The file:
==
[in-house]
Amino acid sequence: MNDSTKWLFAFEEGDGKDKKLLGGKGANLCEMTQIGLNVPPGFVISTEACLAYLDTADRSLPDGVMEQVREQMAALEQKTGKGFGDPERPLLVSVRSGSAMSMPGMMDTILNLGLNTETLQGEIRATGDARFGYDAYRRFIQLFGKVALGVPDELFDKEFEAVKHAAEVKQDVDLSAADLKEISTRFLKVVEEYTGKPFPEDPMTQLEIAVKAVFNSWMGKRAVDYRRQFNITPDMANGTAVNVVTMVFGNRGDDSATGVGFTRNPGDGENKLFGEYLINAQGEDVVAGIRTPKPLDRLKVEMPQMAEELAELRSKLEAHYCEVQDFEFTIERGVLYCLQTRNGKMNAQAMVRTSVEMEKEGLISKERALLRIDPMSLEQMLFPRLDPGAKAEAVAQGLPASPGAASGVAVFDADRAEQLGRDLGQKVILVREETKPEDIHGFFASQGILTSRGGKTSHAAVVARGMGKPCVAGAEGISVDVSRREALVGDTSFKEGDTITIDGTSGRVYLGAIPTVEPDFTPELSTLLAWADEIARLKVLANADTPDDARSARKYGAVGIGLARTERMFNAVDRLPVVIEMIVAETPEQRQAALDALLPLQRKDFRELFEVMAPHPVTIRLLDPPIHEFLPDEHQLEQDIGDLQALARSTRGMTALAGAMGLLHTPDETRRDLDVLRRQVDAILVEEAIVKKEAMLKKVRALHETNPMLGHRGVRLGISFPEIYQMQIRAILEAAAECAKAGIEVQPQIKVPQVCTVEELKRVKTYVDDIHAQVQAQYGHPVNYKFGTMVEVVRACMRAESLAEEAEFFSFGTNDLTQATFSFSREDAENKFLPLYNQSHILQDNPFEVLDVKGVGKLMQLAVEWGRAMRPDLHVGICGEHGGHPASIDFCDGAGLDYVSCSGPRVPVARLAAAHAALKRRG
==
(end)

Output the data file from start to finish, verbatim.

[in-house]
Amino acid sequence: MNDSTKWLFAFEEGDGKDKKLLGGKGANLCEMTQIGLNVPPGFVISTEACLAYLDTADRSLPDGVMEQVREQMAALEQKTGKGFGDPERPLLVSVRSGSAMSMPGMMDTILNLGLNTETLQGEIRATGDARFGYDAYRRFIQLFGKVALGVPDELFDKEFEAVKHAAEVKQDVDLSAADLKEISTRFLKVVEEYTGKPFPEDPMTQLEIAVKAVFNSWMGKRAVDYRRQFNITPDMANGTAVNVVTMVFGNRGDDSATGVGFTRNPGDGENKLFGEYLINAQGEDVVAGIRTPKPLDRLKVEMPQMAEELAELRSKLEAHYCEVQDFEFTIERGVLYCLQTRNGKMNAQAMVRTSVEMEKEGLISKERALLRIDPMSLEQMLFPRLDPGAKAEAVAQGLPASPGAASGVAVFDADRAEQLGRDLGQKVILVREETKPEDIHGFFASQGILTSRGGKTSHAAVVARGMGKPCVAGAEGISVDVSRREALVGDTSFKEGDTITIDGTSGRVYLGAIPTVEPDFTPELSTLLAWADEIARLKVLANADTPDDARSARKYGAVGIGLARTERMFNAVDRLPVVIEMIVAETPEQRQAALDALLPLQRKDFRELFEVMAPHPVTIRLLDPPIHEFLPDEHQLEQDIGDLQALARSTRGMTALAGAMGLLHTPDETRRDLDVLRRQVDAILVEEAIVKKEAMLKKVRALHETNPMLGHRGVRLGISFPEIYQMQIRAILEAAAECAKAGIEVQPQIKVPQVCTVEELKRVKTYVDDIHAQVQAQYGHPVNYKFGTMVEVVRACMRAESLAEEAEFFSFGTNDLTQATFSFSREDAENKFLPLYNQSHILQDNPFEVLDVKGVGKLMQLAVEWGRAMRPDLHVGICGEHGGHPASIDFCDGAGLDYVSCSGPRVPVARLAAAHAALKRRG